A basic Spice model that simulates an amplifier’s bandwidth, magnitude, phase, and transient response can be up and running in as little as three lines of code. The first line determines the input and output pins, and the second is a second-order transfer function representing the main characteristics of the amplifier. The third contains the .END statement.

Designers can add common circuit blocks such as common-mode rejection ratio (CMRR), power-supply rejection ratio (PSRR), output limiting, and spectral noise to provide as much simulation detail desired. This article offers two examples for developing transfer functions of amplifiers with fixed gains of 10 and 2. The general procedure is:

1. Measure the amplifier pulse response in the lab.

2. Determine the overshoot and settling time from the pulse response.

3. Perform the calculations.

4. Simulate the netlist to verify simulation.

5. Adjust the bandwidth if necessary.

In its standard form, the transfer function represents an amplifier’s frequency and transient response:

where ωn is the natural undamped frequency, ξ is the damping ratio, and S is σ + jω.

Figure 1 shows the pulse response of an amplifier with a gain of 10. No peaking is evident in the pulse response, so we can choose a default value of 1 mV (that is, an overshoot of M = 0.025%). Since:

The damping ratio, ξ, is:

In this example:

Depending on whether the settling time, ts, was measured to within ±2% or ±5% of final value, either of two equations can be used to calculate ωn:

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(±2%)

(±5%)

The initial estimate of settling time to within ±2% of the final value was approximately 11 µs. But this estimate fell short on bandwidth, so the estimate was modified to 7 µs to give the correct simulated –3-dB point. A spreadsheet calculator such as the one shown in Table 1 simplifies any adjustments that may be needed. Then:

These values can be plugged into Equation 1, which is multiplied by 10/S for a gain-of-10 amplifier.

So, the final transfer function for the Spice netlist is:

Table 2 presents the resulting Spice netlist for the gain-of-10 amplifier. Figure 2 shows the simulated frequency response.

The second example involves a gain-of-2 amplifier with the pulse response shown in Figure 3. The procedure described in the first example is used to obtain the initial transfer function for simulation. However, a graphical technique offers a better approach for estimating the settling time.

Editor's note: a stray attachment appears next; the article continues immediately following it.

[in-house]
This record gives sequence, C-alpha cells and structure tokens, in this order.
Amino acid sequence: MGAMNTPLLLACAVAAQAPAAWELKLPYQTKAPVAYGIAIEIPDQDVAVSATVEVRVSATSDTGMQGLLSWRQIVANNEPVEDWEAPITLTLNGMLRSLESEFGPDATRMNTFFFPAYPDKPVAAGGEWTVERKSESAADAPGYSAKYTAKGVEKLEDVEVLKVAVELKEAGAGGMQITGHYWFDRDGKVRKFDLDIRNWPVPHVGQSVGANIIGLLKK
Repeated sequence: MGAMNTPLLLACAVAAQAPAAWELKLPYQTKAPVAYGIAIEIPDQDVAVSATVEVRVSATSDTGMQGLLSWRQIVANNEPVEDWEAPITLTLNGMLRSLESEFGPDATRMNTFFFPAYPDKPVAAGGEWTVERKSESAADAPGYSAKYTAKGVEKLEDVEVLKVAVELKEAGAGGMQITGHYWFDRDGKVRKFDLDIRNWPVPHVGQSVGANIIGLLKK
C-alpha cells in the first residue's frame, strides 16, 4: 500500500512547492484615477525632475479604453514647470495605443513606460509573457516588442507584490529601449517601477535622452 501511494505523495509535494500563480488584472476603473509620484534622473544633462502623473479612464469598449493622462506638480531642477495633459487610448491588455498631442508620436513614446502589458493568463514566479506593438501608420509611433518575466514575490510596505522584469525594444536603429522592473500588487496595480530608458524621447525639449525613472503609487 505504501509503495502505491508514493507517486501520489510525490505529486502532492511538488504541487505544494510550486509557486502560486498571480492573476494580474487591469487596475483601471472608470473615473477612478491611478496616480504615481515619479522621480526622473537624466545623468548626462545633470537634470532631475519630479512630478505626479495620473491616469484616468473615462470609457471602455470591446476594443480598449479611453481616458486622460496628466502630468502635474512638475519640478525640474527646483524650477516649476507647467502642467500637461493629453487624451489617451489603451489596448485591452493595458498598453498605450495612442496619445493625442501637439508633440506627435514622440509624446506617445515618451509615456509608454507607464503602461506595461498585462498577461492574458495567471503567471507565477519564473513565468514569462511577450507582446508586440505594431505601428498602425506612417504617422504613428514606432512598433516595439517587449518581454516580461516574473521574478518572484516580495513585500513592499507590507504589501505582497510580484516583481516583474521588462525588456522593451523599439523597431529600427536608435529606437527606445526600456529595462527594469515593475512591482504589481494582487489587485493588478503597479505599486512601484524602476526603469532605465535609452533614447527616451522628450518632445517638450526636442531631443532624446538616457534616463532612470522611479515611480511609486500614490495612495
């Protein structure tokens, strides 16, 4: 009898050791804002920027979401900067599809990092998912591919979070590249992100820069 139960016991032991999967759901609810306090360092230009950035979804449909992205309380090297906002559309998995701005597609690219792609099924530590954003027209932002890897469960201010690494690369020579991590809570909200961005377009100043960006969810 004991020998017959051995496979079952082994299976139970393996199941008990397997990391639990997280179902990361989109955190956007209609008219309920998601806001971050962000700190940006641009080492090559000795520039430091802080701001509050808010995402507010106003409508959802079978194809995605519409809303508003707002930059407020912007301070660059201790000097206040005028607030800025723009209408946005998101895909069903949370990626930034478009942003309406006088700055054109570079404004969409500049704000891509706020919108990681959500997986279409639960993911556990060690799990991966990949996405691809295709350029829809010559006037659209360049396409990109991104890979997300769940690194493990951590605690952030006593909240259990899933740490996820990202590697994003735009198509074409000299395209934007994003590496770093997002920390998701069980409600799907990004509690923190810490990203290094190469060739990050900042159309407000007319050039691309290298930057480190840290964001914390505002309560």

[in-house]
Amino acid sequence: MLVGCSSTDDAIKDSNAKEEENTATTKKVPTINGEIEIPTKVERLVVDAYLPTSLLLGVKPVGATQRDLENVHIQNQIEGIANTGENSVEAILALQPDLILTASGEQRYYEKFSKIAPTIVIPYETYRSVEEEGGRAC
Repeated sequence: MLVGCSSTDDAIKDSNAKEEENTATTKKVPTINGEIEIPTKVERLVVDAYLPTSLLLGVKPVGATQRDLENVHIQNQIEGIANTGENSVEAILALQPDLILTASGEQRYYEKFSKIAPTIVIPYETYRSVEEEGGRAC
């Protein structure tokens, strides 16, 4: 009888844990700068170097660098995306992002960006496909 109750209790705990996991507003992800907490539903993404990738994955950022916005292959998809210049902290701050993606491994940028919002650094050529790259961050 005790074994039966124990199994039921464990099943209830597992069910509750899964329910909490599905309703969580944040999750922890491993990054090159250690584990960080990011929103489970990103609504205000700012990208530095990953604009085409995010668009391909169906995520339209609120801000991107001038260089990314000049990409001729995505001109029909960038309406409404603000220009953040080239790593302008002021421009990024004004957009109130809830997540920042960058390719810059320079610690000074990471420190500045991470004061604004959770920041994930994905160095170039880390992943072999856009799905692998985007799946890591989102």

Using the transfer function, run three simulations to obtain three pairs of data for settling time versus bandwidth. Plot the data in Excel and extract a formula. The settling times chosen for simulation were 500 ns, 1 µs, and 2 µs. A power trend-line in Excel displayed the following formula:

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Since the desired –3-dB point for this amplifier is approximately 1.44 MHz, ts is approximately 340 ns. This value should be used in the Excel calculation (Table 3).

Again, insert the resulting values into Equation 1, the transfer function, and multiply the function by 2/S for a gain of 2:

So, the final transfer function for the Spice netlist is:

Table 4 shows the Spice netlist. Figure 4 shows the amplifier’s simulated frequency response. To speed up time domain simulations, replace the variable S with 2π. For example:

E2 4 0 Laplace \{V(1)\} = \{3.165e14/(S^2 + 2.353e7*S + 1.583e14)\}

becomes:

E2 4 0 Laplace \{V(1)\} = \{3.165e14/(6.283^2 + 2.353e7*6.283 + 1.583e14)\}

The third example involves an amplifier with a typical –3-dB bandwidth of 900 kHz that is configured for a gain of five. Using the amplifier’s pulse response (Fig. 5), the designer can determine the peak overshoot and settling time, which can be within either ±2% or ±5% of the final value. In this case, the overshoot, Mp, is approximately 22%, and the settling time, ts, to ±2% of the final value is 2.2 µs.

As before, the next step is to calculate the transfer function. For an overshoot of 22%, the damping ratio is:

Next, determine the natural undamped frequency using the two settling time equations (for ts within ±2% or ±5% of final value) and use the value that provides the best model. A spreadsheet calculator makes it easy to do this. Using the settling time of 2.2 µs provides an ωn of 4.18 × 106 radians per second.

Now, obtain the second-order transfer function from the parameters. The numerator and s0 term equal ωn2, and the s1 term equals 2ξωn = 2 × 0.434 × 4.18 × 106 = 3.636 × 106. Initially, this gives the unity-gain transfer function:

For a gain-of-five amplifier, multiply the transfer function by the step function 5/S to get the final transfer function:

The final transfer function for the Spice netlist is:

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Table 5 shows the Spice netlist for the gain-of-five amplifier. Figure 6 shows the amplifier’s simulated frequency response. Peaking, gain, and the –3-dB point were accurate compared to measured responses in the lab.

Existing circuits commonly used for CMRR, PSRR, offset voltage, supply current, spectral noise, input/output limiting, and other parameters can be combined with the second-order model. Figure 7 shows a proposed general template using two cascaded amplifiers.

If no Spice model exists for a specific part, a second-order approximation can produce a model that simulates bandwidth, magnitude, phase, and transient response in as little as three lines of code. For further troubleshooting and analysis such as pole location, step response, and bode plots, the transfer function can be easily examined with math software. Additional circuit blocks can be added to provide as much simulation detail as desired.